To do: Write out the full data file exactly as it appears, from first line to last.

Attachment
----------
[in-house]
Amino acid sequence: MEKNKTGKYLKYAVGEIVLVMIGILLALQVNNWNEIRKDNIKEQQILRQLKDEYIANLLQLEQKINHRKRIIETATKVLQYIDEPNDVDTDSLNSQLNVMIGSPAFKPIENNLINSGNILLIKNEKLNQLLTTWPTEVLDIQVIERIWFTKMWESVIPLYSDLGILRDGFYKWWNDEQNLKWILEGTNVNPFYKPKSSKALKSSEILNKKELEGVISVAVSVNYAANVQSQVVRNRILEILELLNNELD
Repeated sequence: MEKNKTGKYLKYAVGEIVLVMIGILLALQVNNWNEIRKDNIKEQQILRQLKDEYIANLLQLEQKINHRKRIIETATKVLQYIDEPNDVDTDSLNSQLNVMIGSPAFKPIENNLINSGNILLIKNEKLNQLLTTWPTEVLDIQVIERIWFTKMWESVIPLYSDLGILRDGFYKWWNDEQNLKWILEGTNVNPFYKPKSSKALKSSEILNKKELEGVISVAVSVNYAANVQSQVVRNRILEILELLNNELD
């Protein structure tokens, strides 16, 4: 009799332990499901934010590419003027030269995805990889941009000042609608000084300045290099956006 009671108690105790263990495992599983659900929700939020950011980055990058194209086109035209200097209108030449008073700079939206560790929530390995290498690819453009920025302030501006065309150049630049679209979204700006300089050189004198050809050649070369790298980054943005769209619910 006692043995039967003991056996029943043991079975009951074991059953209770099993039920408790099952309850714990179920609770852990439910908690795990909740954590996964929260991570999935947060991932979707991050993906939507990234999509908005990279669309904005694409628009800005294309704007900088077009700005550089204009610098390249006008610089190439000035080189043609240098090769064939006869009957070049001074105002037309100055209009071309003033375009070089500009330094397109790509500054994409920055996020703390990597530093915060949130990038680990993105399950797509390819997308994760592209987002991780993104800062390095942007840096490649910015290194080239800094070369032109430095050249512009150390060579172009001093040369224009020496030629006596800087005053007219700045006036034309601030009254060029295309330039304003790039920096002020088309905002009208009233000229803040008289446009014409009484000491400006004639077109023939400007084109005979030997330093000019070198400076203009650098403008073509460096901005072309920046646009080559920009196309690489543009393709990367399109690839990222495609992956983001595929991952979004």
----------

[in-house]
Amino acid sequence: MEKNKTGKYLKYAVGEIVLVMIGILLALQVNNWNEIRKDNIKEQQILRQLKDEYIANLLQLEQKINHRKRIIETATKVLQYIDEPNDVDTDSLNSQLNVMIGSPAFKPIENNLINSGNILLIKNEKLNQLLTTWPTEVLDIQVIERIWFTKMWESVIPLYSDLGILRDGFYKWWNDEQNLKWILEGTNVNPFYKPKSSKALKSSEILNKKELEGVISVAVSVNYAANVQSQVVRNRILEILELLNNELD
Repeated sequence: MEKNKTGKYLKYAVGEIVLVMIGILLALQVNNWNEIRKDNIKEQQILRQLKDEYIANLLQLEQKINHRKRIIETATKVLQYIDEPNDVDTDSLNSQLNVMIGSPAFKPIENNLINSGNILLIKNEKLNQLLTTWPTEVLDIQVIERIWFTKMWESVIPLYSDLGILRDGFYKWWNDEQNLKWILEGTNVNPFYKPKSSKALKSSEILNKKELEGVISVAVSVNYAANVQSQVVRNRILEILELLNNELD
């Protein structure tokens, strides 16, 4: 009799332990499901934010590419003027030269995805990889941009000042609608000084300045290099956006 009671108690105790263990495992599983659900929700939020950011980055990058194209086109035209200097209108030449008073700079939206560790929530390995290498690819453009920025302030501006065309150049630049679209979204700006300089050189004198050809050649070369790298980054943005769209619910 006692043995039967003991056996029943043991079975009951074991059953209770099993039920408790099952309850714990179920609770852990439910908690795990909740954590996964929260991570999935947060991932979707991050993906939507990234999509908005990279669309904005694409628009800005294309704007900088077009700005550089204009610098390249006008610089190439000035080189043609240098090769064939006869009957070049001074105002037309100055209009071309003033375009070089500009330094397109790509500054994409920055996020703390990597530093915060949130990038680990993105399950797509390819997308994760592209987002991780993104800062390095942007840096490649910015290194080239800094070369032109430095050249512009150390060579172009001093040369224009020496030629006596800087005053007219700045006036034309601030009254060029295309330039304003790039920096002020088309905002009208009233000229803040008289446009014409009484000491400006004639077109023939400007084109005979030997330093000019070198400076203009650098403008073509460096901005072309920046646009080559920009196309690489543009393709990367399109690839990222495609992956983001595929991952979004």